London-based Capital Economics says the UK economy could shrink as much as 20% in the next three months alone. Metro reported the story as: ‘corona virus triggers a “big recession”‘.’ But once more, the research company said. ‘This is due to the introduction of new government measures against the virus, such as closing pubs, restaurants and theatres, which will ‘significantly reduce economic activity’,’ according to its chief economist, Paul Dales.
‘He continued: “With the peak of the virus yet to come, it is clear we are in the early days of a big recession. As such, our previous forecast that GDP would fall by 2.5% q/q in Q2 is no longer fit for purpose.” With chunks of the economy grinding to a halt, including hiring and investment decisions, the GDP could fall by between 10% and 20%, Mr Dale added.’
Metro went on: ‘Budget forecasters now believe the scale of borrowing needed to pull countries out of a corona virus-caused economic crisis could resemble the large amounts of debt taken on during the Second World War, Reuters reports. By 1945, Britain’s national debt had exceeded 200% of GDP, resulting in the government turning to the US for financial assistance.’ But this time, the disaster is largely self-inflicted.
London Transport all but shuts down
People are being urged not to use London Transport unless they really have to, apparently in order to allow essential workers to get to work. So normally, doctors and nurses cannot get to work? It’s nonsense. We heard a story just today from a Kenyan in London who reported there was only her and the driver on a bus which would normally be packed with people going about their business.
Meanwhile, London Transport closes forty stations on the Underground. They have one thing in common, the Evening Standard reports. They are not interchanges. So an essential health worker can change at Vauxhall. But he then cannot get off at Tooting Bec to walk up to St George’s. Why? No-one says. Methinks those in power are punishing those revellers who were celebrating St Patrick’s Day on Tuesday evening all over London. Some were chanting ‘To hell with corona virus’, or words to that effect.
As for school closures, the BBC is still running interviews with parents who think this is very sensible. It isn’t. Why, in the early stages, did the Government not spell out loud and clear to us all that school children in general are the lowest risk group for even catching Covid-19, let alone becoming a serious case?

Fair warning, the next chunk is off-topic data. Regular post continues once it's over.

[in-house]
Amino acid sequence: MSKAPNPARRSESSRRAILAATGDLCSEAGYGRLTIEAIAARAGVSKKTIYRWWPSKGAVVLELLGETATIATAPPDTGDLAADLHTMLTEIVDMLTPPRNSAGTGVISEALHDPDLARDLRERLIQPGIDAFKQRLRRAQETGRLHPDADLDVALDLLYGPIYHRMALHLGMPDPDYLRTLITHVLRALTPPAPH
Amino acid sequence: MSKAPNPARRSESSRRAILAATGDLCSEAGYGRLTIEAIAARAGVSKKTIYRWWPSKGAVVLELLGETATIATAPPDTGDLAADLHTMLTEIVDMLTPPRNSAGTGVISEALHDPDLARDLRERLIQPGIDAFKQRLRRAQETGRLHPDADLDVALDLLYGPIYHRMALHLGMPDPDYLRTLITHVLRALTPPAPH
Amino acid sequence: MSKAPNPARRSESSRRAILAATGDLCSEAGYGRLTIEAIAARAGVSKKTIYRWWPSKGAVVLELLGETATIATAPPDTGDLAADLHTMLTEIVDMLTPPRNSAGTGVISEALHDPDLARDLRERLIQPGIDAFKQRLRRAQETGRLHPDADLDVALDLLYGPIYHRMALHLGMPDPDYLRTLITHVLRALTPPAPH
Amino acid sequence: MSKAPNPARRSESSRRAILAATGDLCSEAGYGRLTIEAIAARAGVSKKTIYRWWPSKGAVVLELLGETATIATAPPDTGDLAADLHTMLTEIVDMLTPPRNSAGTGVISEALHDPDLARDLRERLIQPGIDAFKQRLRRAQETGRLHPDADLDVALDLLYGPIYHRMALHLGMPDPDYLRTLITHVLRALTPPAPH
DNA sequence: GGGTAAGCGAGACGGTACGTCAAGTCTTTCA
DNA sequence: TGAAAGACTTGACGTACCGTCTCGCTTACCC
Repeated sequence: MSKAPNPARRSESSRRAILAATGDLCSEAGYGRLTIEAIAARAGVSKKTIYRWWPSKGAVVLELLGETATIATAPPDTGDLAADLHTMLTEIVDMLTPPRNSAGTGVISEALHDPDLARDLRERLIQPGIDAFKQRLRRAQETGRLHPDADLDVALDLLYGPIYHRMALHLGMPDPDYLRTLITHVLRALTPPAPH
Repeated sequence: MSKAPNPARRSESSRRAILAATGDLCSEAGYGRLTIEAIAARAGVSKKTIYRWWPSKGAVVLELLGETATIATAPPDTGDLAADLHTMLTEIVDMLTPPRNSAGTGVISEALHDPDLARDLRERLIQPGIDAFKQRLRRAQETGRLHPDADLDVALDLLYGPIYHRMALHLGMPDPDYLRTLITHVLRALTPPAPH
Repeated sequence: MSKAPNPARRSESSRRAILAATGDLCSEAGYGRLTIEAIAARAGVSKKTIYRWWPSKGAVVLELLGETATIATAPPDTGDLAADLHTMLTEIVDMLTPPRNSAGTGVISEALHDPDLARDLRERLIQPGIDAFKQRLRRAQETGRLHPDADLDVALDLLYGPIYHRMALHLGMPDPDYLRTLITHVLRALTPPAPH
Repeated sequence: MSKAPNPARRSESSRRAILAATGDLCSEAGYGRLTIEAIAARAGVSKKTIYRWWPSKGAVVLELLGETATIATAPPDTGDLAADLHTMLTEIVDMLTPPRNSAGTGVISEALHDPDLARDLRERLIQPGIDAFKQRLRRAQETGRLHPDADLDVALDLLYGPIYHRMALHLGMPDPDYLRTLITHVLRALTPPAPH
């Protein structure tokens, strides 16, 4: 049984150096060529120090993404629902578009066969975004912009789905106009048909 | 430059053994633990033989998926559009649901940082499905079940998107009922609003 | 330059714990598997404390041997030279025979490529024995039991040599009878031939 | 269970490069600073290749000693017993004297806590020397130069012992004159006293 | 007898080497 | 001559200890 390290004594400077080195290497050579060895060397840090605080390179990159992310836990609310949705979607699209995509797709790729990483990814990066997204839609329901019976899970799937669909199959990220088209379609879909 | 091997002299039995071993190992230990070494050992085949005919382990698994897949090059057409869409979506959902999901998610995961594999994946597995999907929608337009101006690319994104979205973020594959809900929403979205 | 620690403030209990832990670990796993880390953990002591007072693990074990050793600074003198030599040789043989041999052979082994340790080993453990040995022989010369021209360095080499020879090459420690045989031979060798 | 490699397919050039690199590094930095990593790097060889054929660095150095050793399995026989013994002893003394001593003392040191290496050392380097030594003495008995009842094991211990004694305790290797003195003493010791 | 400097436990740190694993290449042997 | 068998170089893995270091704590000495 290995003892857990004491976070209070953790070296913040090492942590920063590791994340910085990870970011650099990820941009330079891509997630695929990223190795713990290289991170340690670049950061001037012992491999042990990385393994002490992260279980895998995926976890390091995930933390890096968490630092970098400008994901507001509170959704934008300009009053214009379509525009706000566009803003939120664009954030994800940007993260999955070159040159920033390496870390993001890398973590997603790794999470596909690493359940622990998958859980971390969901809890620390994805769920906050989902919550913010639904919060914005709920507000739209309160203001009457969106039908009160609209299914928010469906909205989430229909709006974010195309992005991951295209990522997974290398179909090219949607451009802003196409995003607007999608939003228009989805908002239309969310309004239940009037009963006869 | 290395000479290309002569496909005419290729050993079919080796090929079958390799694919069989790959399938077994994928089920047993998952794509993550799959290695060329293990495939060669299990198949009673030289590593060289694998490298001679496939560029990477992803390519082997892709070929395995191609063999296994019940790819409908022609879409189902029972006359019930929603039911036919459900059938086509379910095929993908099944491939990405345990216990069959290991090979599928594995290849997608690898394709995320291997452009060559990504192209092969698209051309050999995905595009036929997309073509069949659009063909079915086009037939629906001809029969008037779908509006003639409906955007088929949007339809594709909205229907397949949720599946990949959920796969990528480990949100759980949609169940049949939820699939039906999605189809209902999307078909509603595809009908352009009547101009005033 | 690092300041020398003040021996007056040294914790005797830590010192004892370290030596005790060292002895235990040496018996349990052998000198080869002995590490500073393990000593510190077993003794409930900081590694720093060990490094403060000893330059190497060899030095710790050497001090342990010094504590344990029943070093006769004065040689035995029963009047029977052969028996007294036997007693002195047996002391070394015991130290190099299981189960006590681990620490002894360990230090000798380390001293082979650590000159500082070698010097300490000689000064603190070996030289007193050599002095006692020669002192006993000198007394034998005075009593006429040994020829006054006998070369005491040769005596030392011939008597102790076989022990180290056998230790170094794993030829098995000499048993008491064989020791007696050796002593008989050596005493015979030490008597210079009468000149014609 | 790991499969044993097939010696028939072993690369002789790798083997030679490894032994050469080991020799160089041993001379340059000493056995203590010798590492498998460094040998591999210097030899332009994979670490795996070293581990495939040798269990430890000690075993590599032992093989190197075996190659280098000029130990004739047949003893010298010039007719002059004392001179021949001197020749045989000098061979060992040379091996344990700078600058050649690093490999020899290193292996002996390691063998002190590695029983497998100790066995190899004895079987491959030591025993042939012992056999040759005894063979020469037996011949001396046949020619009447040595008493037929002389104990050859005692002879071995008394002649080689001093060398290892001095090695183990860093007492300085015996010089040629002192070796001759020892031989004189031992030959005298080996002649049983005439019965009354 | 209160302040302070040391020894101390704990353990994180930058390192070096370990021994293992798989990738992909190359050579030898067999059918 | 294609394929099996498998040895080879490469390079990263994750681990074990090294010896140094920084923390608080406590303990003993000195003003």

For example, a 16-year-old girl interviewed by the BBC about the cancellation of examinations (can you believe that?) let slip she had been self-isolating. ‘Oh really’, said the presenter, ‘Was that for corona virus?’ ‘Yes,’ replied the girl, ‘I had a bit of a cough and a temperature for a couple of days. Not very nice.’ That was it. For the under-tens in particular, there have been minuscule cases in China and not one death in that age-group. There was no need to close schools and every need not to. (On the bright side, closed schools will not be indoctrinating children with homosexuality and transgenderism…)
Instead, the Government have given their best Chicken Licken impersonation.
Meanwhile, the Health Secretary’s right-hand man has told NHS hospitals to cancel operations in an effort to free up 30,000 beds to create space for an expected surge in corona virus patients. In a letter to NHS bosses today NHS England’s CEO, Simon Stevens, said hospitals should cancel all non-urgent surgeries for at least three months.
Mr Stevens hopes to stop the health care system becoming overwhelmed during a potential surge of COVID-19 cases. So far, today, Worldometer says there are 2,689 confirmed cases in the UK and there have been 128 tragic deaths. I am praying those 30,000 beds are not needed. But as noted above, thousands more who have had Covid-19 at home and recovered do not register in the statistics and did not need a hospital bed.
Give an account
Luke 16:2 And he called him, and said unto him, How is it that I hear this of thee? give an account of thy stewardship; for thou mayest be no longer steward.
It should be that the Government would give an account of themselves. But as with the Skripal affair, no-one on the Opposition benches appears willing to break ranks with the establishment line and demand answers. We may have to wait for a month or two before they realise the sky has not fallen down and that the Government over-reacted and brought the United Kingdom economically and socially to its knees for no reason at all.